The climb is high. High on everything. Overstuffed yet empty. There is no difference in rattling or shivering.
The director Baltasar Kormakur is not to be blamed. Well, a little. But he shouldn’t carry the load, no matter what his title in the film says. So is it the script? Yes and maybe no. How about we give it the equal parts blame as we did to the direction. So is it performance? Not actually, but also maybe. Crowd the maybe list, the blame list more and more. But there is something that I loved about the film. And it is Josh Brolin. His performance is what surprisingly delights us. But I don’t even want to focus on that. My eye is on his character. A sensational three dimensionally complex character.
The crowd pleaser and yet not fully adaptable. Brolin puts the right amount of spiciness in the vanilla personality that his character is. And I think it is to do with how suspiciously he invades the screen. And what better way to analyse that then to take the introduction of his character itself. In the first act he arrives interrupting someone, something with a friendly attitude. He jokes around by taunting others and cheers up the environment.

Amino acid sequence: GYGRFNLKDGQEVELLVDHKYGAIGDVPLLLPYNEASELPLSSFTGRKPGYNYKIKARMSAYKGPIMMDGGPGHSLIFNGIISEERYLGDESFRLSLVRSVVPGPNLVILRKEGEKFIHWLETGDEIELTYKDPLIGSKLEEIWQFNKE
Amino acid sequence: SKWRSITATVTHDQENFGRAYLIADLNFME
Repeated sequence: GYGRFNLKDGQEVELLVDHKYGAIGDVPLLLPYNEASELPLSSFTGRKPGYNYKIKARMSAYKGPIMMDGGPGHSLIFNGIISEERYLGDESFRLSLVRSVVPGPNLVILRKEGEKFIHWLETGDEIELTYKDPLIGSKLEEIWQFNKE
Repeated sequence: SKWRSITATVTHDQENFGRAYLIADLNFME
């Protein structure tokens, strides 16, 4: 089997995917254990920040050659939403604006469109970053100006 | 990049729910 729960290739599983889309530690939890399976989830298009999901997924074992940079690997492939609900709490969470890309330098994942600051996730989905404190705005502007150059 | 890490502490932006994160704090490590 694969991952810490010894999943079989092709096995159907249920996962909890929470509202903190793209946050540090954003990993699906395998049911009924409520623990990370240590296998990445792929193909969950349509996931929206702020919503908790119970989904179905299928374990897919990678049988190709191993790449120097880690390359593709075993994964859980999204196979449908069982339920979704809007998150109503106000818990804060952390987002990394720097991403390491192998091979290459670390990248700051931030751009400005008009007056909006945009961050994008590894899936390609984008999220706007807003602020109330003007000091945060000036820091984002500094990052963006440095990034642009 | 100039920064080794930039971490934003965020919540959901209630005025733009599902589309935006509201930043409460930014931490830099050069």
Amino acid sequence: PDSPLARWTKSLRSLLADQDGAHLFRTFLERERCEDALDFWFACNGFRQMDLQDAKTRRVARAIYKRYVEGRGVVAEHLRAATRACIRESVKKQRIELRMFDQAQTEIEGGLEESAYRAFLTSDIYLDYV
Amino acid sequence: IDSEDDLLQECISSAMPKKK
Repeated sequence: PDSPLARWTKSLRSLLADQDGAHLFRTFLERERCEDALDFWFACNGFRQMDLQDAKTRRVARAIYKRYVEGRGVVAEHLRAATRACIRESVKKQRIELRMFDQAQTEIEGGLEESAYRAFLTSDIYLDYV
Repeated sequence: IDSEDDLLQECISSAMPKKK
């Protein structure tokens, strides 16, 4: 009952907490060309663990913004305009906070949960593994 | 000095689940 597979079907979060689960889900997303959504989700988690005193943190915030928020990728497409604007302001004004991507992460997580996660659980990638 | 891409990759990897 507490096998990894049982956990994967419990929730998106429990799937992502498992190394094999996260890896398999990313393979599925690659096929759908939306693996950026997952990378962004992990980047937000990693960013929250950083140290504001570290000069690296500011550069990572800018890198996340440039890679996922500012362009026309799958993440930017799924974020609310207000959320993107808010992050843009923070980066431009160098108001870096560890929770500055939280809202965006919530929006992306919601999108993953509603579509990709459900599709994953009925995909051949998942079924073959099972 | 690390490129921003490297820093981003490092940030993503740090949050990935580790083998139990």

He is the first one to shake your hand and loses his temper in a snap that could be argued that it is not completely uncalled for. Understandable but definitely not something as an audience you look for in your rooting character. And this is just the tip of the iceberg. His character oscillates beautifully like this, it’s just that you have to look closely. Everest on the entirety is a mess. It is not mapped out, it is not meant to be climbed upon. If not, then it certainly makes a good case for it. It looks beautiful if that helps, from afar. Less dangerous. Less substantial.